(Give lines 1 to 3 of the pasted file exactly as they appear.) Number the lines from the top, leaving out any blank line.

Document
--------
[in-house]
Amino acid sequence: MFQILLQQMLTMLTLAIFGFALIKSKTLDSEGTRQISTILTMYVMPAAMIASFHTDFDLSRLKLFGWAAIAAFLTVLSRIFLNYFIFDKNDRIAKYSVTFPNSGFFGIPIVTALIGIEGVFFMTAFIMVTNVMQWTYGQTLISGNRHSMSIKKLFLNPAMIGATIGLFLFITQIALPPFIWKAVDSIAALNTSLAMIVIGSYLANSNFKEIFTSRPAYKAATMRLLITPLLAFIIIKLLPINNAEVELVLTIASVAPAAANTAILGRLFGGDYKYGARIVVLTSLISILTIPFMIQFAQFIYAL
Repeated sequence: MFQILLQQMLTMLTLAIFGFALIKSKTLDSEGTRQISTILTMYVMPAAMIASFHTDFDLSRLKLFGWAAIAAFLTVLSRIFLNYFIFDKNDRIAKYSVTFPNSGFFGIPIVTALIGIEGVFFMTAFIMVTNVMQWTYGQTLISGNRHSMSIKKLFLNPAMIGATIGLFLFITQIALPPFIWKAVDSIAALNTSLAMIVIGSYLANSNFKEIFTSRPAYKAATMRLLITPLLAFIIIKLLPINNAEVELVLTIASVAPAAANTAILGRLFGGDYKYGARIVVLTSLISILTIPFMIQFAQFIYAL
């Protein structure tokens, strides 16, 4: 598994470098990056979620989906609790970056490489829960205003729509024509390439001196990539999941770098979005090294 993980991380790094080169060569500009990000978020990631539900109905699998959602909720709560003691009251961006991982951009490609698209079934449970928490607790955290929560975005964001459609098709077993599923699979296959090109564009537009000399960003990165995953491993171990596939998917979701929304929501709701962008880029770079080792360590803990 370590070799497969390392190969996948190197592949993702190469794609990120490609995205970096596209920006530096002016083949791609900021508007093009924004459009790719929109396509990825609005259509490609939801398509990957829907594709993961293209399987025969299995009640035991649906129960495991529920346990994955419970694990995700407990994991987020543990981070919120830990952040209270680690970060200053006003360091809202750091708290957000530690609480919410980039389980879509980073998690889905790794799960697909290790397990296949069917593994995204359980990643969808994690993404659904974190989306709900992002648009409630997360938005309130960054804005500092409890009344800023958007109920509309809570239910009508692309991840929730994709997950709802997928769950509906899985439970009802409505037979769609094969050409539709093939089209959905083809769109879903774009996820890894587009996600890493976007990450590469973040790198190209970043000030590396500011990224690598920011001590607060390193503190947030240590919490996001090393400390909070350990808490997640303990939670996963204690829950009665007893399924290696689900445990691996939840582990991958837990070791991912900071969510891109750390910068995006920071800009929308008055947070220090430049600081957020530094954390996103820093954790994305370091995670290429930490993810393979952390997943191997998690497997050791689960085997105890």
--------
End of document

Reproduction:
[in-house]
Amino acid sequence: MFQILLQQMLTMLTLAIFGFALIKSKTLDSEGTRQISTILTMYVMPAAMIASFHTDFDLSRLKLFGWAAIAAFLTVLSRIFLNYFIFDKNDRIAKYSVTFPNSGFFGIPIVTALIGIEGVFFMTAFIMVTNVMQWTYGQTLISGNRHSMSIKKLFLNPAMIGATIGLFLFITQIALPPFIWKAVDSIAALNTSLAMIVIGSYLANSNFKEIFTSRPAYKAATMRLLITPLLAFIIIKLLPINNAEVELVLTIASVAPAAANTAILGRLFGGDYKYGARIVVLTSLISILTIPFMIQFAQFIYAL
Repeated sequence: MFQILLQQMLTMLTLAIFGFALIKSKTLDSEGTRQISTILTMYVMPAAMIASFHTDFDLSRLKLFGWAAIAAFLTVLSRIFLNYFIFDKNDRIAKYSVTFPNSGFFGIPIVTALIGIEGVFFMTAFIMVTNVMQWTYGQTLISGNRHSMSIKKLFLNPAMIGATIGLFLFITQIALPPFIWKAVDSIAALNTSLAMIVIGSYLANSNFKEIFTSRPAYKAATMRLLITPLLAFIIIKLLPINNAEVELVLTIASVAPAAANTAILGRLFGGDYKYGARIVVLTSLISILTIPFMIQFAQFIYAL